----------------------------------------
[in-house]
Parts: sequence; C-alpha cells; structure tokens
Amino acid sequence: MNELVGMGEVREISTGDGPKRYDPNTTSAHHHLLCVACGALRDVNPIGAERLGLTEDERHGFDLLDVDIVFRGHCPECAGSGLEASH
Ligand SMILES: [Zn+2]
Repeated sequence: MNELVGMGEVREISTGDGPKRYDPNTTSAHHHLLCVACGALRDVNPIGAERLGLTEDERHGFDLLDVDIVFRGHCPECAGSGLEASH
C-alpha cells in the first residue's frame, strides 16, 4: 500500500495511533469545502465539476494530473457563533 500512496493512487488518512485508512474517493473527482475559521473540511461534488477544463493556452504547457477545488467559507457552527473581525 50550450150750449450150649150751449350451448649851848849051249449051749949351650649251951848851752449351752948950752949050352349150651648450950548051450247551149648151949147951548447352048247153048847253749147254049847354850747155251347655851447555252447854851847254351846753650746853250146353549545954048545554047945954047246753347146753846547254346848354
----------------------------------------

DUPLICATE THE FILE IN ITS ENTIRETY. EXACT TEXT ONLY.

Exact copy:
[in-house]
Parts: sequence; C-alpha cells; structure tokens
Amino acid sequence: MNELVGMGEVREISTGDGPKRYDPNTTSAHHHLLCVACGALRDVNPIGAERLGLTEDERHGFDLLDVDIVFRGHCPECAGSGLEASH
Ligand SMILES: [Zn+2]
Repeated sequence: MNELVGMGEVREISTGDGPKRYDPNTTSAHHHLLCVACGALRDVNPIGAERLGLTEDERHGFDLLDVDIVFRGHCPECAGSGLEASH
C-alpha cells in the first residue's frame, strides 16, 4: 500500500495511533469545502465539476494530473457563533 500512496493512487488518512485508512474517493473527482475559521473540511461534488477544463493556452504547457477545488467559507457552527473581525 50550450150750449450150649150751449350451448649851848849051249449051749949351650649251951848851752449351752948950752949050352349150651648450950548051450247551149648151949147951548447352048247153048847253749147254049847354850747155251347655851447555252447854851847254351846753650746853250146353549545954048545554047945954047246753347146753846547254346848354